The regime is preparing for economic difficulties and requires the army to “fight from within”
Several recent decisions have been motivated by the need to maintain the loyalty of the ruling class and the security forces in the face of a shrinking financial base. These include empowering officials to ignore citizen appeals, granting additional allowances, and expanding opportunities to expropriate and extort businesses.
The National Bank has left the refinancing rate below the inflation rate, which means the continuation of lending to the loss-making public sector enterprises transfers their financial problems to the banks. However, the public sector continues to lay off workers and reduce social benefits. On the contrary, payments to managers – officials and directors – are increasing. The budget deficit is growing.
Sanctions are increasingly impacting the interests of Lukashenka’s confidants, especially the suppression of cigarette smuggling, drugs, flowers, intermediaries, and rejection of Belarusian government bonds.
Unable to maintain largess to the security forces and nomenklatura, Lukashenka again called on the army to suppress protests. A predictable move, given that conscript soldiers do not need to be paid. He also signed Decree No85, allowing the security forces, including the military, to engage in business ventures from September 2021.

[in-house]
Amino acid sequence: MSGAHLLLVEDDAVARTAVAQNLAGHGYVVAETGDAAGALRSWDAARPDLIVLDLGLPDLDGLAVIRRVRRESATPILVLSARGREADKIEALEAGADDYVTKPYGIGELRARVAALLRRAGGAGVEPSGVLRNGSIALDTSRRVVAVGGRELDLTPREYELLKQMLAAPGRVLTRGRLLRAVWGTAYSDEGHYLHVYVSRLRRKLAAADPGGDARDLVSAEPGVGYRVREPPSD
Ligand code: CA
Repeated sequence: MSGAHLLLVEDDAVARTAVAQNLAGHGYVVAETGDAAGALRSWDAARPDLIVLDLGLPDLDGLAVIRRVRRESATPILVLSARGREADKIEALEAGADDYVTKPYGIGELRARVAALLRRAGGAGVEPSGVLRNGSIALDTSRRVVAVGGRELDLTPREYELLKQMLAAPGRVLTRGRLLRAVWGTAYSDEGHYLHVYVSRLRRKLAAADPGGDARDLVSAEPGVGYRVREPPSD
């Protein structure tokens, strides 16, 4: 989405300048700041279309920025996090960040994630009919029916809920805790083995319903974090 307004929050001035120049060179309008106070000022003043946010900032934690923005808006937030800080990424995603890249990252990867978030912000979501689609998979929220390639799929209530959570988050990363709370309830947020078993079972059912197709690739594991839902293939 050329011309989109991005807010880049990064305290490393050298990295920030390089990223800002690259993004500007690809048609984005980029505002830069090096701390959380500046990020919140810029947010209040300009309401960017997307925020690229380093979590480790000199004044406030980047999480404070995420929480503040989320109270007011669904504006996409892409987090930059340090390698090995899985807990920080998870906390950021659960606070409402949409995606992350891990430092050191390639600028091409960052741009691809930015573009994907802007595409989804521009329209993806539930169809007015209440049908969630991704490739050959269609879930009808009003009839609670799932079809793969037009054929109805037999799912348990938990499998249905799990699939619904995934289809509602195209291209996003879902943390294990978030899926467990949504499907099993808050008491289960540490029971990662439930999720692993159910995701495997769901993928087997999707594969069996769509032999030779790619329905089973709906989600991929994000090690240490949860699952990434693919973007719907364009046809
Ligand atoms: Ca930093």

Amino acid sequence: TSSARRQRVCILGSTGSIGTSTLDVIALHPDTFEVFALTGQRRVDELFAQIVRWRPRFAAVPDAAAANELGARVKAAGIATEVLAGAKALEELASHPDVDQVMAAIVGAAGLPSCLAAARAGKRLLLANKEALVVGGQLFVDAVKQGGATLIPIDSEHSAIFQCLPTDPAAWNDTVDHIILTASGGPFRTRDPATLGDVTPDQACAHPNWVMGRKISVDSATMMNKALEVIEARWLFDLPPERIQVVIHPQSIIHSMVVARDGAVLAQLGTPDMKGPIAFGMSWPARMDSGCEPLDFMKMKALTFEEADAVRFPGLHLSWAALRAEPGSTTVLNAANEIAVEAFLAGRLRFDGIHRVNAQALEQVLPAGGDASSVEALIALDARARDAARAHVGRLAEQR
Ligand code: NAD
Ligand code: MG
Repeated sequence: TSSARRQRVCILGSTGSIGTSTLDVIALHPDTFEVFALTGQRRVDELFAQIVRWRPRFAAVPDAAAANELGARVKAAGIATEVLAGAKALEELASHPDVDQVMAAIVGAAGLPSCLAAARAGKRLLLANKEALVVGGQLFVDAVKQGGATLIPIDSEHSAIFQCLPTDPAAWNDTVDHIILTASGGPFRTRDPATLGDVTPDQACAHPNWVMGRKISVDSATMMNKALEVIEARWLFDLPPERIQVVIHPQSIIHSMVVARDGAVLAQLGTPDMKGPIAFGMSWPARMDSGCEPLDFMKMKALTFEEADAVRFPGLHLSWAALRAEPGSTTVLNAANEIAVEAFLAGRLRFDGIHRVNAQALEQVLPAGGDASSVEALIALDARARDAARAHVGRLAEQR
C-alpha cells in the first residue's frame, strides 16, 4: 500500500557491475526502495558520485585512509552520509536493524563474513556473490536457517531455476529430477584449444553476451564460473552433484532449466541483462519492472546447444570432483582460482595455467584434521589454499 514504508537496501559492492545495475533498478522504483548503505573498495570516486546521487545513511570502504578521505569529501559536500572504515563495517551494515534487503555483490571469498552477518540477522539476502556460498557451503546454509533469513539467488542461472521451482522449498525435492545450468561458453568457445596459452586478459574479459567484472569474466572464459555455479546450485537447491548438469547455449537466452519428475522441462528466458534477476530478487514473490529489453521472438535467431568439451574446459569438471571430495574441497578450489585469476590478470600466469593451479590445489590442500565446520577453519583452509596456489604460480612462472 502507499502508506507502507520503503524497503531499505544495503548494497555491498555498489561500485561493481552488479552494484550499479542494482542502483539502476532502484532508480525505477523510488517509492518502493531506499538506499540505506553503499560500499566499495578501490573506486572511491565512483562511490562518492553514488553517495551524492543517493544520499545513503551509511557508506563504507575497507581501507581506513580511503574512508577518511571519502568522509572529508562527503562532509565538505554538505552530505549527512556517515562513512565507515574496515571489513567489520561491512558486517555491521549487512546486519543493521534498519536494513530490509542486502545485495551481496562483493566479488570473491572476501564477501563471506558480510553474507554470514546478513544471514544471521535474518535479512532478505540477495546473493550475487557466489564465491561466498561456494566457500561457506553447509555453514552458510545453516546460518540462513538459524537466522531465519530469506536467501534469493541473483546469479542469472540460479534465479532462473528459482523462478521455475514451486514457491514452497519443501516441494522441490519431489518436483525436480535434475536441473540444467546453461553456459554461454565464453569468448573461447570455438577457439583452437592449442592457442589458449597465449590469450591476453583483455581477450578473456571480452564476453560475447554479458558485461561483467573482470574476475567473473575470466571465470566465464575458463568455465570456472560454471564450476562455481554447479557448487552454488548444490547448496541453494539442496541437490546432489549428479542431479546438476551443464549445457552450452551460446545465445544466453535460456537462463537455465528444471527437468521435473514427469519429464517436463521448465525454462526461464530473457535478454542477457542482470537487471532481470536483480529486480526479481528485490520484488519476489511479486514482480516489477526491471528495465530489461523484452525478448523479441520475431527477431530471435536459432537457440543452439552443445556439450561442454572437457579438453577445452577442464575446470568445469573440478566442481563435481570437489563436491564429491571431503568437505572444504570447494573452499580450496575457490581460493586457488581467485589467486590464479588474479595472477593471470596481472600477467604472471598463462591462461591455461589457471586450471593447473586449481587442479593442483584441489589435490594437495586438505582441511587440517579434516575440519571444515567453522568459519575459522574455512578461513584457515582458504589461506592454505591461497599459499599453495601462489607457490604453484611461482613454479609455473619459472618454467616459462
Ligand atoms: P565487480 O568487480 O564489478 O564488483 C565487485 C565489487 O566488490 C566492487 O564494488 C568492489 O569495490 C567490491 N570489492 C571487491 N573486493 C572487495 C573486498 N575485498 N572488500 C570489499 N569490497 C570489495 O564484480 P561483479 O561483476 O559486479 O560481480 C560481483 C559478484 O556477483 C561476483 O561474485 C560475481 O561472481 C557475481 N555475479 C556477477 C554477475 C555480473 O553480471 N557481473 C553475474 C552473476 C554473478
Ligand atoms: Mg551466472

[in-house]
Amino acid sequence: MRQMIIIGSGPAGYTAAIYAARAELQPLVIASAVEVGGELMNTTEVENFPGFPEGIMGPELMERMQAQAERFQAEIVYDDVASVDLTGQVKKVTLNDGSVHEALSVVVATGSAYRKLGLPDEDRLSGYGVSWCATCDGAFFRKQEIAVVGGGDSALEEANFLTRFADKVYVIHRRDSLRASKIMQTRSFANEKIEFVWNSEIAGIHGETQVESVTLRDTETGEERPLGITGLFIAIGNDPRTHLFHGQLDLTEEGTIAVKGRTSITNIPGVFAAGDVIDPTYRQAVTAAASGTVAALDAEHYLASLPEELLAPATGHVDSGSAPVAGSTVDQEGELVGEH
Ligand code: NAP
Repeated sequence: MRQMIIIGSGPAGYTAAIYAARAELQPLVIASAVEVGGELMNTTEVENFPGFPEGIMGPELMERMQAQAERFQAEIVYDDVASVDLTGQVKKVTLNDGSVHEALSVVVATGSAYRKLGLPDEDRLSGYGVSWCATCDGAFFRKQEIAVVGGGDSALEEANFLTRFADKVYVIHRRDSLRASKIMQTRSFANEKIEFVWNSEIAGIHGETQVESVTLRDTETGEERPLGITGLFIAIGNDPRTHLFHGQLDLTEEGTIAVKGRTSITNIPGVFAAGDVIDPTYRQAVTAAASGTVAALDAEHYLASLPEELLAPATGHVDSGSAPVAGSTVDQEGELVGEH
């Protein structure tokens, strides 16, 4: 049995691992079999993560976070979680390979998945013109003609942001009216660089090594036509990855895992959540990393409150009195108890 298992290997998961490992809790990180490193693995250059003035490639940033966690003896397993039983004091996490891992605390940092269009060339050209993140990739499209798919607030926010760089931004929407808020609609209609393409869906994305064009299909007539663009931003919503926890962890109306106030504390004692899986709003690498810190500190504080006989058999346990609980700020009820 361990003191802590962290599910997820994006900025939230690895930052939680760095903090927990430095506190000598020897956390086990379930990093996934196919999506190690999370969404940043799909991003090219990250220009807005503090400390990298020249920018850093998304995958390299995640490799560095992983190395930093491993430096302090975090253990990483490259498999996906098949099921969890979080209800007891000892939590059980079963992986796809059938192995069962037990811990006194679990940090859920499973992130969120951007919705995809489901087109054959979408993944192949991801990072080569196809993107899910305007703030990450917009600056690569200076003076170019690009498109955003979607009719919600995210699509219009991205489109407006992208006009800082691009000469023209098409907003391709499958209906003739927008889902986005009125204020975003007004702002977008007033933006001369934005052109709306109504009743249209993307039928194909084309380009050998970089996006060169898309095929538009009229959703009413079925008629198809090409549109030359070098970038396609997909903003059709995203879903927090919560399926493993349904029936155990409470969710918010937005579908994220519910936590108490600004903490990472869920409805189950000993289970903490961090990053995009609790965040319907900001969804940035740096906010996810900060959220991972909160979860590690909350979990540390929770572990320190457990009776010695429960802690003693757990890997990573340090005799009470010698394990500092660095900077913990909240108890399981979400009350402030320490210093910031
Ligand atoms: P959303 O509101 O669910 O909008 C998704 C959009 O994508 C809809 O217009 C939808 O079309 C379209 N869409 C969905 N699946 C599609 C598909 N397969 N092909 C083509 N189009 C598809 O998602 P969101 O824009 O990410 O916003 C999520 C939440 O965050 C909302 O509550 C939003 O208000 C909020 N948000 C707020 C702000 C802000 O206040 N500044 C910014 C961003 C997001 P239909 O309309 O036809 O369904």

A film about the personal luxury of Lukashenka and his confidants has registered almost 5 million views. Lukashenka responded that all his personal belongings such as cars are gifts, and all palaces and residences are state-owned. Nevertheless, he condemned the authors of the film for attacking “someone else’s property”, i.e. in fact, he recognized that state property belonged to somebody else than the people of Belarus.
According to the results of a “large-scale” sociological survey commissioned by Lukashenka, most citizens oppose Constitutional change, support Lukashenka and do not want anything to change.
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Situation in Belarus